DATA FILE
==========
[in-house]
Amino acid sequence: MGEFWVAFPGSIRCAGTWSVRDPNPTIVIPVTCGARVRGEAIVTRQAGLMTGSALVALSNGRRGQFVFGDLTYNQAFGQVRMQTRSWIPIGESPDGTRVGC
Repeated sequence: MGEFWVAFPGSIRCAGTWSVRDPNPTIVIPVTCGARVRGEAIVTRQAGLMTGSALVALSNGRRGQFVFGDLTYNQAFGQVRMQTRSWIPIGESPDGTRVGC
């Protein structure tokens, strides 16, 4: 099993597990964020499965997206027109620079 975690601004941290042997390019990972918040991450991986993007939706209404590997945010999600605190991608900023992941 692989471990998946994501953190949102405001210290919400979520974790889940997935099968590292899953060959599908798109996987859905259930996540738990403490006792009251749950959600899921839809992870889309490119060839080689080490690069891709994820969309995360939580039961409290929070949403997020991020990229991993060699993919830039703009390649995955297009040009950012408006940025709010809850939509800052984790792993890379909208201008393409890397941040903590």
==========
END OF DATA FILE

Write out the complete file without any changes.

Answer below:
[in-house]
Amino acid sequence: MGEFWVAFPGSIRCAGTWSVRDPNPTIVIPVTCGARVRGEAIVTRQAGLMTGSALVALSNGRRGQFVFGDLTYNQAFGQVRMQTRSWIPIGESPDGTRVGC
Repeated sequence: MGEFWVAFPGSIRCAGTWSVRDPNPTIVIPVTCGARVRGEAIVTRQAGLMTGSALVALSNGRRGQFVFGDLTYNQAFGQVRMQTRSWIPIGESPDGTRVGC
């Protein structure tokens, strides 16, 4: 099993597990964020499965997206027109620079 975690601004941290042997390019990972918040991450991986993007939706209404590997945010999600605190991608900023992941 692989471990998946994501953190949102405001210290919400979520974790889940997935099968590292899953060959599908798109996987859905259930996540738990403490006792009251749950959600899921839809992870889309490119060839080689080490690069891709994820969309995360939580039961409290929070949403997020991020990229991993060699993919830039703009390649995955297009040009950012408006940025709010809850939509800052984790792993890379909208201008393409890397941040903590």